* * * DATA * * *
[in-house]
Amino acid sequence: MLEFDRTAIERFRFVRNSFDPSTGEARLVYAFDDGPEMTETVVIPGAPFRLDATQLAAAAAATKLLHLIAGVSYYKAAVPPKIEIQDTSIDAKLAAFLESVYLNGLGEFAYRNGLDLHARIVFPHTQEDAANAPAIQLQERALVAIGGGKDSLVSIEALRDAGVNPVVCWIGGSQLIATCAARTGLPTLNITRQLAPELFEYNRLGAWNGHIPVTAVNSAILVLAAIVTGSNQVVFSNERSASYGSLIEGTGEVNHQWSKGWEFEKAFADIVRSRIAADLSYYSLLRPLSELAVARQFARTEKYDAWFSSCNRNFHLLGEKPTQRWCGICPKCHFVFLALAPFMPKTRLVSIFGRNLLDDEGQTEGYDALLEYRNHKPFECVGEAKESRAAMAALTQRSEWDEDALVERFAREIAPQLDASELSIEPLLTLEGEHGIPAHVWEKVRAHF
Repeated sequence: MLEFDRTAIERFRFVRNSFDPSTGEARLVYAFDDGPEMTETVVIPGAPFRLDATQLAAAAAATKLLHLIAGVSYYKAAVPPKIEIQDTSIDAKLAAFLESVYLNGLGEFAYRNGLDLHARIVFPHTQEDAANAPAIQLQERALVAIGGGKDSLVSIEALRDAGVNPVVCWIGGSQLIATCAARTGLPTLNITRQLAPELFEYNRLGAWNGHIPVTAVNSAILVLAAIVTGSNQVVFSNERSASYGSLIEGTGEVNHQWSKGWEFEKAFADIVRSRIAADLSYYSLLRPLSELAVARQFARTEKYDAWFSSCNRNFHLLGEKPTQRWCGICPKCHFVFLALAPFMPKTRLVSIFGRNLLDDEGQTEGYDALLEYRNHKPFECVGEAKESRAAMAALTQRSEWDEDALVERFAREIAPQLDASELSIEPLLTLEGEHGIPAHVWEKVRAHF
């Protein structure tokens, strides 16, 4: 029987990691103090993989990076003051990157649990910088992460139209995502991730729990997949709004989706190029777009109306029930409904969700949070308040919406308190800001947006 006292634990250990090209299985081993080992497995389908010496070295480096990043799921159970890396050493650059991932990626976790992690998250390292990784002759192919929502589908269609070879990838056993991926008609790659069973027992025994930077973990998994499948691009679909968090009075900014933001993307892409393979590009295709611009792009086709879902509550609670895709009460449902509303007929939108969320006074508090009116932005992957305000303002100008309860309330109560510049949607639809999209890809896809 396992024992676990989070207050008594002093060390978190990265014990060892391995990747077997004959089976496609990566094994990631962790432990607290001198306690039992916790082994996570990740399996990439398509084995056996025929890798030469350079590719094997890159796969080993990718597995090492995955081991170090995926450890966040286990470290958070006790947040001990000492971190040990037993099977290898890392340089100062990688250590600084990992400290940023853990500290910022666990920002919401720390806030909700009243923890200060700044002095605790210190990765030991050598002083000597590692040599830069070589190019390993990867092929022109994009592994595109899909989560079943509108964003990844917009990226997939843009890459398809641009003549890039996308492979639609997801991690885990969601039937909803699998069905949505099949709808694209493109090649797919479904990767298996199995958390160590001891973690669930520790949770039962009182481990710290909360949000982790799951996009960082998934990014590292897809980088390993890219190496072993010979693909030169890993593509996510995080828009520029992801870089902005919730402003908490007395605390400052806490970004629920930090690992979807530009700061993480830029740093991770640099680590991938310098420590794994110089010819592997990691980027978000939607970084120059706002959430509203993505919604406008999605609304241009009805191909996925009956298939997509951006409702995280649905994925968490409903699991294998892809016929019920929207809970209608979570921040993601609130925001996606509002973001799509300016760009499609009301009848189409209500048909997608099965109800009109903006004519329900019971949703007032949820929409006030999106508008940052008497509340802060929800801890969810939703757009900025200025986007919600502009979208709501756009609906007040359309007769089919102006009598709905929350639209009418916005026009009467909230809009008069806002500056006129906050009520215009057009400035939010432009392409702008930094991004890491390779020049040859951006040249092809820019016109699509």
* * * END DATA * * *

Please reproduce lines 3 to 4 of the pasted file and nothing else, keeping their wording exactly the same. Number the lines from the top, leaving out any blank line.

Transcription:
Repeated sequence: MLEFDRTAIERFRFVRNSFDPSTGEARLVYAFDDGPEMTETVVIPGAPFRLDATQLAAAAAATKLLHLIAGVSYYKAAVPPKIEIQDTSIDAKLAAFLESVYLNGLGEFAYRNGLDLHARIVFPHTQEDAANAPAIQLQERALVAIGGGKDSLVSIEALRDAGVNPVVCWIGGSQLIATCAARTGLPTLNITRQLAPELFEYNRLGAWNGHIPVTAVNSAILVLAAIVTGSNQVVFSNERSASYGSLIEGTGEVNHQWSKGWEFEKAFADIVRSRIAADLSYYSLLRPLSELAVARQFARTEKYDAWFSSCNRNFHLLGEKPTQRWCGICPKCHFVFLALAPFMPKTRLVSIFGRNLLDDEGQTEGYDALLEYRNHKPFECVGEAKESRAAMAALTQRSEWDEDALVERFAREIAPQLDASELSIEPLLTLEGEHGIPAHVWEKVRAHF
């Protein structure tokens, strides 16, 4: 029987990691103090993989990076003051990157649990910088992460139209995502991730729990997949709004989706190029777009109306029930409904969700949070308040919406308190800001947006 006292634990250990090209299985081993080992497995389908010496070295480096990043799921159970890396050493650059991932990626976790992690998250390292990784002759192919929502589908269609070879990838056993991926008609790659069973027992025994930077973990998994499948691009679909968090009075900014933001993307892409393979590009295709611009792009086709879902509550609670895709009460449902509303007929939108969320006074508090009116932005992957305000303002100008309860309330109560510049949607639809999209890809896809 396992024992676990989070207050008594002093060390978190990265014990060892391995990747077997004959089976496609990566094994990631962790432990607290001198306690039992916790082994996570990740399996990439398509084995056996025929890798030469350079590719094997890159796969080993990718597995090492995955081991170090995926450890966040286990470290958070006790947040001990000492971190040990037993099977290898890392340089100062990688250590600084990992400290940023853990500290910022666990920002919401720390806030909700009243923890200060700044002095605790210190990765030991050598002083000597590692040599830069070589190019390993990867092929022109994009592994595109899909989560079943509108964003990844917009990226997939843009890459398809641009003549890039996308492979639609997801991690885990969601039937909803699998069905949505099949709808694209493109090649797919479904990767298996199995958390160590001891973690669930520790949770039962009182481990710290909360949000982790799951996009960082998934990014590292897809980088390993890219190496072993010979693909030169890993593509996510995080828009520029992801870089902005919730402003908490007395605390400052806490970004629920930090690992979807530009700061993480830029740093991770640099680590991938310098420590794994110089010819592997990691980027978000939607970084120059706002959430509203993505919604406008999605609304241009009805191909996925009956298939997509951006409702995280649905994925968490409903699991294998892809016929019920929207809970209608979570921040993601609130925001996606509002973001799509300016760009499609009301009848189409209500048909997608099965109800009109903006004519329900019971949703007032949820929409006030999106508008940052008497509340802060929800801890969810939703757009900025200025986007919600502009979208709501756009609906007040359309007769089919102006009598709905929350639209009418916005026009009467909230809009008069806002500056006129906050009520215009057009400035939010432009392409702008930094991004890491390779020049040859951006040249092809820019016109699509």